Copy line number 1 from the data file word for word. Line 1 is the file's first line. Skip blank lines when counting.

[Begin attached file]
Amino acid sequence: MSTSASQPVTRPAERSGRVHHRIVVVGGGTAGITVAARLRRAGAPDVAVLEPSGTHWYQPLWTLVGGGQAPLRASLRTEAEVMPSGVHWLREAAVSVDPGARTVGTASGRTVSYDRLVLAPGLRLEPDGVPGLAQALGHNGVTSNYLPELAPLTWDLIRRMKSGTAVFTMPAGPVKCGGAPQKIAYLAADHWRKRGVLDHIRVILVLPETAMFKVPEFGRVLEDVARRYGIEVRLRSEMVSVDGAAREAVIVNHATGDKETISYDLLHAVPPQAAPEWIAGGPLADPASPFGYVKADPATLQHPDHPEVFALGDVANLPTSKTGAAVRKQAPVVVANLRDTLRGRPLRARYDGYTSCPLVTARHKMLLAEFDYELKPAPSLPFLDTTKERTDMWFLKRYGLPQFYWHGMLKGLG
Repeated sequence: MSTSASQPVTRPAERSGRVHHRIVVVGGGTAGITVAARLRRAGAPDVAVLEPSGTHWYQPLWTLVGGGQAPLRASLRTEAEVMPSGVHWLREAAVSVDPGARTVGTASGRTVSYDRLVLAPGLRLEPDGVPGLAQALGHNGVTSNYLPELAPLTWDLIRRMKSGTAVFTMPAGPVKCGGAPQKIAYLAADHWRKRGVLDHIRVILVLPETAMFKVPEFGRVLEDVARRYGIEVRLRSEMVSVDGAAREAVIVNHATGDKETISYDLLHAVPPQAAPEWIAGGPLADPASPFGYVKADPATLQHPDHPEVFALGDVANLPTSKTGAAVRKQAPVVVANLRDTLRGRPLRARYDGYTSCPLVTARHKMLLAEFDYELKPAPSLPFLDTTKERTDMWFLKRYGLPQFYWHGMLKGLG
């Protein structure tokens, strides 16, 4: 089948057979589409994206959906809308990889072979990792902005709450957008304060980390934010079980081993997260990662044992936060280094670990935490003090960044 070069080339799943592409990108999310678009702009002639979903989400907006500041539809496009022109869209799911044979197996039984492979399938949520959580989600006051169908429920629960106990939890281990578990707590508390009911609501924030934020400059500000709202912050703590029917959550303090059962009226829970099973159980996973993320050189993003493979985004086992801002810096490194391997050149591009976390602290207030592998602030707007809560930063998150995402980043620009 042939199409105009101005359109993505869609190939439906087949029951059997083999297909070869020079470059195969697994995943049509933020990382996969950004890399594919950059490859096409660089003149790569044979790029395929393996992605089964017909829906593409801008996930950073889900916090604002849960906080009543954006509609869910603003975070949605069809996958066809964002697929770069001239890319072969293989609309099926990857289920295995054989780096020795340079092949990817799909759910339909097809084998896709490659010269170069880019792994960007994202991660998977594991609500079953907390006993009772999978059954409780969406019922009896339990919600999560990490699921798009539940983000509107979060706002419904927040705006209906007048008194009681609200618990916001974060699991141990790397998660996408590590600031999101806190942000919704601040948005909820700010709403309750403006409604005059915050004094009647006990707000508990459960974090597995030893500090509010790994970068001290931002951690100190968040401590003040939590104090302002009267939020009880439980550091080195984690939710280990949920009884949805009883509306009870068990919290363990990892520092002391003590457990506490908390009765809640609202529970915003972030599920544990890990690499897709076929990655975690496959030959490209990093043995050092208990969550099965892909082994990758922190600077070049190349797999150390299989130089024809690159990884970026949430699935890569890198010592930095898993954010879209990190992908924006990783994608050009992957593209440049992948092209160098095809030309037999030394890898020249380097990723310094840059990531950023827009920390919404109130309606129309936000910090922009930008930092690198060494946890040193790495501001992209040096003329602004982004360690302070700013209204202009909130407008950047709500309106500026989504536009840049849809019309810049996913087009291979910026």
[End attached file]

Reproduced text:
Amino acid sequence: MSTSASQPVTRPAERSGRVHHRIVVVGGGTAGITVAARLRRAGAPDVAVLEPSGTHWYQPLWTLVGGGQAPLRASLRTEAEVMPSGVHWLREAAVSVDPGARTVGTASGRTVSYDRLVLAPGLRLEPDGVPGLAQALGHNGVTSNYLPELAPLTWDLIRRMKSGTAVFTMPAGPVKCGGAPQKIAYLAADHWRKRGVLDHIRVILVLPETAMFKVPEFGRVLEDVARRYGIEVRLRSEMVSVDGAAREAVIVNHATGDKETISYDLLHAVPPQAAPEWIAGGPLADPASPFGYVKADPATLQHPDHPEVFALGDVANLPTSKTGAAVRKQAPVVVANLRDTLRGRPLRARYDGYTSCPLVTARHKMLLAEFDYELKPAPSLPFLDTTKERTDMWFLKRYGLPQFYWHGMLKGLG